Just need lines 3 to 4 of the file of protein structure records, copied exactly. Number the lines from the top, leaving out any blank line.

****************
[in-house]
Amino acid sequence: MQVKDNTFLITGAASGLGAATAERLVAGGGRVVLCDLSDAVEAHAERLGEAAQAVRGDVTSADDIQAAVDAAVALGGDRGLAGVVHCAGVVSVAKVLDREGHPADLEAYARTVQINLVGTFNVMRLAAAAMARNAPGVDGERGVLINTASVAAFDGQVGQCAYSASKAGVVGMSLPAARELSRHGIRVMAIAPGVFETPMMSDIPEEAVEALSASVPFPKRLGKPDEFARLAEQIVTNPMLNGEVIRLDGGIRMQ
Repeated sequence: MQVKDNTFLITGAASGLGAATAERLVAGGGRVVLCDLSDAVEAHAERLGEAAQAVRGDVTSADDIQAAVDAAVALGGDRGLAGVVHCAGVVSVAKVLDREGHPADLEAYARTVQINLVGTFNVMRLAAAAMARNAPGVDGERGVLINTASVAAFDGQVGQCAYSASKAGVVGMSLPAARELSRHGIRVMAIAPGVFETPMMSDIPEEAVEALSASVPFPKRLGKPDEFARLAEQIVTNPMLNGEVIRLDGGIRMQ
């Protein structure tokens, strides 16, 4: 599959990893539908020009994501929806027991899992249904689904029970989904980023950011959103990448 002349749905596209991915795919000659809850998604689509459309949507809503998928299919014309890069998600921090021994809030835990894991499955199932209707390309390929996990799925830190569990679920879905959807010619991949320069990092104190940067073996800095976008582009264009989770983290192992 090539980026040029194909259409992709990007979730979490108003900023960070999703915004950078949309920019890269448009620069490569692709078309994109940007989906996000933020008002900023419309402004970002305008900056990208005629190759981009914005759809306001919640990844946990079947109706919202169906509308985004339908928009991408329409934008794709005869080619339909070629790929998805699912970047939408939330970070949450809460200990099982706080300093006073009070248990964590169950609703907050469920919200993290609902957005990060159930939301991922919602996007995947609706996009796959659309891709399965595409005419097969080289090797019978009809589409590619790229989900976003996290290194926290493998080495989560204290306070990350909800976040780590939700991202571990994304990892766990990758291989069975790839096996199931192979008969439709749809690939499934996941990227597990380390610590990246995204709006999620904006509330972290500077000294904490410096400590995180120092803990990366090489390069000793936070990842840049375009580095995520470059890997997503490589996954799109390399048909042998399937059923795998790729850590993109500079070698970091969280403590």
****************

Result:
Repeated sequence: MQVKDNTFLITGAASGLGAATAERLVAGGGRVVLCDLSDAVEAHAERLGEAAQAVRGDVTSADDIQAAVDAAVALGGDRGLAGVVHCAGVVSVAKVLDREGHPADLEAYARTVQINLVGTFNVMRLAAAAMARNAPGVDGERGVLINTASVAAFDGQVGQCAYSASKAGVVGMSLPAARELSRHGIRVMAIAPGVFETPMMSDIPEEAVEALSASVPFPKRLGKPDEFARLAEQIVTNPMLNGEVIRLDGGIRMQ
């Protein structure tokens, strides 16, 4: 599959990893539908020009994501929806027991899992249904689904029970989904980023950011959103990448 002349749905596209991915795919000659809850998604689509459309949507809503998928299919014309890069998600921090021994809030835990894991499955199932209707390309390929996990799925830190569990679920879905959807010619991949320069990092104190940067073996800095976008582009264009989770983290192992 090539980026040029194909259409992709990007979730979490108003900023960070999703915004950078949309920019890269448009620069490569692709078309994109940007989906996000933020008002900023419309402004970002305008900056990208005629190759981009914005759809306001919640990844946990079947109706919202169906509308985004339908928009991408329409934008794709005869080619339909070629790929998805699912970047939408939330970070949450809460200990099982706080300093006073009070248990964590169950609703907050469920919200993290609902957005990060159930939301991922919602996007995947609706996009796959659309891709399965595409005419097969080289090797019978009809589409590619790229989900976003996290290194926290493998080495989560204290306070990350909800976040780590939700991202571990994304990892766990990758291989069975790839096996199931192979008969439709749809690939499934996941990227597990380390610590990246995204709006999620904006509330972290500077000294904490410096400590995180120092803990990366090489390069000793936070990842840049375009580095995520470059890997997503490589996954799109390399048909042998399937059923795998790729850590993109500079070698970091969280403590």